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    ‘House Of The Dragon’: How’s The Gruesome ‘Blood And Cheese’ Episode Of Season 2 Different Than The Book

    The long-awaited first episode of ‘House of the Dragon‘ season 2 has been released and it is harrowing, to say the least. With a chilling conclusion to the episode named ‘A Son for a Son‘, the show has raised the bar in terms of heinousness when it comes to gore and murder.

    True to George R.R. Martin’s style, a particularly gruesome scene that defines the episode is a faithful adaptation of one of the most disturbing moments in the author’s ‘Fire & Blood‘. In the book, the plot unfolds similarly. However, there are some differences between the book and the show. Here’s how this infamous scene involving Blood and Cheese unfolds and how it is different than the book.

    Related: ‘House Of The Dragon’ Final Trailer Released By HBO, Get Ready To Watch Westeros Burn Due To Bloody War

    What Happens In The First Episode Of House of the Dragon’ Season 2?

    Still from 'House of the Dragon'
    Still from ‘House of the Dragon’

    The happenings of ‘A Son for a Son‘ unfold against the backdrop of the tragedy instigated by Aemond in the last season. As the story moves forward in the brand new season, Rhaenyra asks Daemon to exact vengeance. Taking matters into his own hands, Daemon appoints two men, Blood and Cheese, to avenge Lucerys’ death by killing one of Aegon and Helaena’s sons.

    Blood is a palace guard, and Cheese, a rat catcher. The two infiltrate the royal quarters of the Red Keep with a foolproof plan to kill Aemond. However, they fail to locate the one-eyed prince and instead come across Queen Helaena and two of her children.

    With a knife to Helaena’s throat, they demand she reveal which of her children is the boy. They threaten to kill all three if she doesn’t comply. In a desperate attempt to save her children, Helaena points to her son Jaehaerys. Blood and Cheese then decapitate the boy as Helaena flees with her daughter to Alicent’s chambers, screaming, “They killed the boy.” The screen cuts to black, leaving viewers in shock.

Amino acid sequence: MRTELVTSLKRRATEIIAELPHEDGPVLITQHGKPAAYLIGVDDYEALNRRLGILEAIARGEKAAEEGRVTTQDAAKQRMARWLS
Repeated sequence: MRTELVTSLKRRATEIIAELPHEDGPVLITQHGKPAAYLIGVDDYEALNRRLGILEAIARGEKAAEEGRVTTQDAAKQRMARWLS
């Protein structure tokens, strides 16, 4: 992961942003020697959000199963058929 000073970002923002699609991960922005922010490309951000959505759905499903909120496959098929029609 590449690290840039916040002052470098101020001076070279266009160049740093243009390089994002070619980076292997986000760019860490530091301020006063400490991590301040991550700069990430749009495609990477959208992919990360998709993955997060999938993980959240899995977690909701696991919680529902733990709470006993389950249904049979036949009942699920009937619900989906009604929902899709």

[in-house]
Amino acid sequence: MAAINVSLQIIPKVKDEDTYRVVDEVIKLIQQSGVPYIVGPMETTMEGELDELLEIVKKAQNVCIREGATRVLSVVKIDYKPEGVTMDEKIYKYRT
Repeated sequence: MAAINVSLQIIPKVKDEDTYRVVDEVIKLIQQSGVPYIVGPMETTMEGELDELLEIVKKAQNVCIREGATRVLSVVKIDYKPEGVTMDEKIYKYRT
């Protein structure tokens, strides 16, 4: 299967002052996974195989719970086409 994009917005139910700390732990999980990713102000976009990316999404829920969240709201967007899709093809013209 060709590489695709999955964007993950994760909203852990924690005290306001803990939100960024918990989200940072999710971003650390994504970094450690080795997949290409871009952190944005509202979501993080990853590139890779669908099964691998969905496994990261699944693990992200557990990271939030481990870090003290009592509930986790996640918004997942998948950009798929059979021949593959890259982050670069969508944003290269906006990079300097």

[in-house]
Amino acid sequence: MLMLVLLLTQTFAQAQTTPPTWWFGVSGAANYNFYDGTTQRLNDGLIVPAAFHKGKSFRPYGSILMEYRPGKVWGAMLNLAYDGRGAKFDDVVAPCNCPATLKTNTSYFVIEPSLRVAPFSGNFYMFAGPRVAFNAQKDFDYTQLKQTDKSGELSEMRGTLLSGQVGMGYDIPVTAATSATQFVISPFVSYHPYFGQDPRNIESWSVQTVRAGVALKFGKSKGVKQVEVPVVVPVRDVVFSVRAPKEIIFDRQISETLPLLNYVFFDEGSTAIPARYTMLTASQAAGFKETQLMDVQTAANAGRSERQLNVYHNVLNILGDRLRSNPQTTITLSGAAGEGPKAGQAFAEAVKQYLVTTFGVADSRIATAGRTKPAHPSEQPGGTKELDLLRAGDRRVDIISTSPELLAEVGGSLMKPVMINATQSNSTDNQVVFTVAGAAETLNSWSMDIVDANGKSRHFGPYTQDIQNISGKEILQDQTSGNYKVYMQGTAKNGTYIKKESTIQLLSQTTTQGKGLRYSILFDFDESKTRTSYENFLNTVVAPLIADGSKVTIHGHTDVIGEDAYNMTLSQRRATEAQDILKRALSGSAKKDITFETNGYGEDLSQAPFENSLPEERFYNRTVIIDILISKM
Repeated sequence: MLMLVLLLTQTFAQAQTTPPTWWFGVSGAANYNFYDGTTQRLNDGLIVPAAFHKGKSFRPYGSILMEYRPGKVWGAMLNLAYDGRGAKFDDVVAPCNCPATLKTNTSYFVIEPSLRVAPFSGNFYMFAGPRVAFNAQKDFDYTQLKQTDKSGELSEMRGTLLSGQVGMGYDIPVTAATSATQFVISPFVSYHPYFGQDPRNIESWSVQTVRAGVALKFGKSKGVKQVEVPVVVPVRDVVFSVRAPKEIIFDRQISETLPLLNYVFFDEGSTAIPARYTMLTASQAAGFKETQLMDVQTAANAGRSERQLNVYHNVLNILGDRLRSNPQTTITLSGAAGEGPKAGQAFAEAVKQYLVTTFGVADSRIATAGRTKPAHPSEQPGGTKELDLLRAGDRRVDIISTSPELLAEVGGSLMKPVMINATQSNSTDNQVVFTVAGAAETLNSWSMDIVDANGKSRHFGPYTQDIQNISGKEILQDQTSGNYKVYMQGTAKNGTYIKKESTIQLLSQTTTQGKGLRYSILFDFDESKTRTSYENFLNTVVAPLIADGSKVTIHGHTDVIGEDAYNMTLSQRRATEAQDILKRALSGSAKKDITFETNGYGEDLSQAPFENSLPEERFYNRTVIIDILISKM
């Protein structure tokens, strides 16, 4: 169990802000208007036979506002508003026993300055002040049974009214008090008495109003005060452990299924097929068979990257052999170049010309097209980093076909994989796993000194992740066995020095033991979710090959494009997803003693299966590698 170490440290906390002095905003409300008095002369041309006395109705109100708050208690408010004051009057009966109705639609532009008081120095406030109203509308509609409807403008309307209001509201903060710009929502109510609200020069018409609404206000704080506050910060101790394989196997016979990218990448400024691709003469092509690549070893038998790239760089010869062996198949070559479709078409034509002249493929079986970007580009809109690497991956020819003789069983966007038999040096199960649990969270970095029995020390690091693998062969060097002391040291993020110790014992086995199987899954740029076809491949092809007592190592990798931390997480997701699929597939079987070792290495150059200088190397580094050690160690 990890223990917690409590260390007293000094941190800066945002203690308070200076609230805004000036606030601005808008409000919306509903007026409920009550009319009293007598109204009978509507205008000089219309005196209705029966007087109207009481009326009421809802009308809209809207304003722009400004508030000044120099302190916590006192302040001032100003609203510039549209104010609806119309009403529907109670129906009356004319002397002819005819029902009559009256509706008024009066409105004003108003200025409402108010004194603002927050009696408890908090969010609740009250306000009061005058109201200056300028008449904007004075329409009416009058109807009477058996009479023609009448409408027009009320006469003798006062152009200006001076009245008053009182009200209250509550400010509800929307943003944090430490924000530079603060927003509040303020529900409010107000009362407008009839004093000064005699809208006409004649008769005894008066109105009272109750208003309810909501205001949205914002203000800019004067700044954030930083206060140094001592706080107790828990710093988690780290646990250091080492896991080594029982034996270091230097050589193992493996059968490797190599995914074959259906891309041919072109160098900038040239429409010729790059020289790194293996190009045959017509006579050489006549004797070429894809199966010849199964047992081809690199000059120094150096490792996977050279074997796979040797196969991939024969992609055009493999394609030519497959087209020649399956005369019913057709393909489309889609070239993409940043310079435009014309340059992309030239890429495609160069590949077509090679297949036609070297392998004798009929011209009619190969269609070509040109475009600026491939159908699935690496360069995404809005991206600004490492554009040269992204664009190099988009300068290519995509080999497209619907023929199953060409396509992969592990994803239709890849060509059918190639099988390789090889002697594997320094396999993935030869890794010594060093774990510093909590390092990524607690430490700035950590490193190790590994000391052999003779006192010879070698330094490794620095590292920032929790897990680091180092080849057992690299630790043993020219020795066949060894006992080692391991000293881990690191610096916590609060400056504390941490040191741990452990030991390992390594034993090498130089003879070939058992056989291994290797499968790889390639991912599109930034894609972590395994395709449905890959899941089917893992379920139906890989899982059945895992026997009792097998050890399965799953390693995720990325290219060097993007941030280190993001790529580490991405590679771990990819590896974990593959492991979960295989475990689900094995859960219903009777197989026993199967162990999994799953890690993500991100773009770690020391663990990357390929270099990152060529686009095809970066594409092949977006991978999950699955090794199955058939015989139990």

In case you missed it: Watch: ‘House Of The Dragon’s Matt Smith Gently Corrects Interviewer Over Emma D’Arcy Pronoun Blunder

    How Is The Cruel Blood And Cheese Scene Different From The Book?

    Still from 'House of the Dragon'
    Still from ‘House of the Dragon’

    Though the scene has been depicted commendably on screen, leaving the viewers both horrified and disgusted, there are quite a few changes that the show’s creators have made to the original plot in George R.R. Martin’s book.

    In Martin’s book, Daemon explicitly orders the murder of one of Helaena’s sons. However, in the show the instructions are ambiguous. The show has the hitmen asking Daemon what to do if they can’t find Aemond. Daemon never answers the question, leaving it to the viewers to imagine if he issues the order to murder the infant. In the book, he makes it quite clear, with the orders “an eye for an eye, a son for a son.”

    The plan in the book hinges on Helaena’s routine of bringing her children to Alicent each night, a detail Blood and Cheese exploit. They tie up the Queen Dowager and lie in wait. When Helaena arrives with her children, they kill her guards, barricade the door, and force her to choose which of her sons will die.

    Helaena initially offers herself to be killed. But the men threaten her with rape and vow to kill all three children if she doesn’t pick one. She eventually picks Maelor, believing he’s too young to understand. However, in a cruel twist, Blood and Cheese, behead Jaehaerys instead.

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    Aishwarya
    Aishwaryahttps://firstcuriosity.com/
    Aishwarya is a Senior Sub-Editor at First Curiosity. Working as a news writer for over 3 years, she has written on an array of things for a couple of media houses in different capacities. With writing as her outlet, she is now exploring the world of art and glamour. Her love for films and writing stems from her fondness for words and all things artsy. An avid reader and writer alike, Aishwarya likes to delve into any and all forms of art.
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